PLAQUEMINE — The Board of Selectmen voted unanimously Tuesday to declare an emergency and authorize the mayor to purchase a new electrical transformer for the city.
Mayor Mark “Tony” Gullotta told the board that preliminary cost estimates were between $3 million and $3.5 million to purchase and deliver the transformer, pour a new foundation and slab and conduct wiring work.
The mayor added that funds from the city’s renewal account could be used to cover a required 30 percent down payment, and that additional — but not total — funding could come from a current $8 million loan program the city has through the state Department of Environmental Quality.
Gullotta said that a recent power plant fire in Morgan City that knocked that city’s electrical grid offline for about 48 hours has him worried.
“Morgan City and Plaquemine are on pretty similar systems, including backup steam plants,” he said. “The minute I heard about what happened, I thought, ‘That could happen in Plaquemine.’ ”
Gullotta said that the city’s current transformer, which is still in good operating shape, was built in 1958, but installed as a used unit in 1973.
However, the city’s backup steam power plant can no longer act as an adequate backup during the summer due to its age, the mayor said.
“The best our steam plant can do is about 21 megawatts,” he said. “That’s putting us 5 to 5.5 megawatts short of the city’s maximum load we’ve experienced during the summer months.”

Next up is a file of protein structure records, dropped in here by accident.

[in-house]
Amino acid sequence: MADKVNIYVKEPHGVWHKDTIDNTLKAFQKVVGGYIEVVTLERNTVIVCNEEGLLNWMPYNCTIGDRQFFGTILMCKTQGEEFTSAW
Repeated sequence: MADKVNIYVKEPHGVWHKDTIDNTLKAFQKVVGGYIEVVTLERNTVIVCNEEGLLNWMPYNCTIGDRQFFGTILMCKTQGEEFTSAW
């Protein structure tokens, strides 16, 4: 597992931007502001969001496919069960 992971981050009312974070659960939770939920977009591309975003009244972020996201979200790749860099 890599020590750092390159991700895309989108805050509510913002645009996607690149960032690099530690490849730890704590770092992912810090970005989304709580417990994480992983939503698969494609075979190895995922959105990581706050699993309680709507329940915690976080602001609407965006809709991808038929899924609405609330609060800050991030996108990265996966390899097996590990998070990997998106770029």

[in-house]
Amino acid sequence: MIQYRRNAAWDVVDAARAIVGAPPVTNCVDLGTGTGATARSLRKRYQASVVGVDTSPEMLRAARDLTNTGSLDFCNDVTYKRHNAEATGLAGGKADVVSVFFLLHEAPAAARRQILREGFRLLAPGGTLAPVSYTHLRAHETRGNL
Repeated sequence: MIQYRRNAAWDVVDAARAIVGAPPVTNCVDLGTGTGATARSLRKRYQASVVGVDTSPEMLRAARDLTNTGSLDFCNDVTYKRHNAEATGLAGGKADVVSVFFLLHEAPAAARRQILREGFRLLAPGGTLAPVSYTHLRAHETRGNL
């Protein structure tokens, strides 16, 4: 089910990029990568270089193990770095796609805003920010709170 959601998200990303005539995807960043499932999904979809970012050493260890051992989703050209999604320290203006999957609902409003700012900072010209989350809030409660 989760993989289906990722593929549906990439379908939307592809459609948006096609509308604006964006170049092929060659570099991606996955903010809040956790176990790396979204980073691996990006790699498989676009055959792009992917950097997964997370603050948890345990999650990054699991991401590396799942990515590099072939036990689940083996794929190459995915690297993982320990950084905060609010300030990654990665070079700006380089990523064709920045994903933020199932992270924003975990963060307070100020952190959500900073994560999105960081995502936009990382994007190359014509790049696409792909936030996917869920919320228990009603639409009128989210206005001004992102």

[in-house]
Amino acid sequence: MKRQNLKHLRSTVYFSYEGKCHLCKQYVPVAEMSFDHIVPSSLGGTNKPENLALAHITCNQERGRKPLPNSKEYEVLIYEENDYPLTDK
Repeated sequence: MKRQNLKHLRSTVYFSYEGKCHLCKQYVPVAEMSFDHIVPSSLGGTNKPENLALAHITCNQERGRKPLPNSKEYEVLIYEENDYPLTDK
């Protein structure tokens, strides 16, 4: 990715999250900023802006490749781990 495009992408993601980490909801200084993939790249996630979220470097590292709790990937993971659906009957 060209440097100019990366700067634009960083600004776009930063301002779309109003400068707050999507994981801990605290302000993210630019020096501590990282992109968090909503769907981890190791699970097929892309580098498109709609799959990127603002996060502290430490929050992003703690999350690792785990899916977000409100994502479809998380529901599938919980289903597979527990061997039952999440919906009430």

Engineer John Bergeron with consulting firm Power & Energy Systems Engineering said that the city has the opportunity to purchase a new dual-rated transformer earlier than initially expected.
Wisconsin-based company SPX Transformer Solutions has offered a production slot for the city that could have the new transformer shipped as early as late December, Bergeron said.
The city would refurbish the current transformer and be able switch between the two units as needed, Bergeron said. He added that the new transformer is expected to have about a 40-year life span, depending on load levels.
Gullotta said the city had only a four-week time frame to secure the manufacturing spot.
In making the motion to declare an emergency, which allows the city to bypass typical purchasing procedures, Mayor Pro Tem Oscar Mellion said that he feels the situation warrants the move.
“With such uncertainty there, if we did nothing, we would be negligent,” he said.
Copyright © 2011, Capital City Press LLC • 7290 Bluebonnet Blvd., Baton Rouge, LA 70810 • All Rights Reserved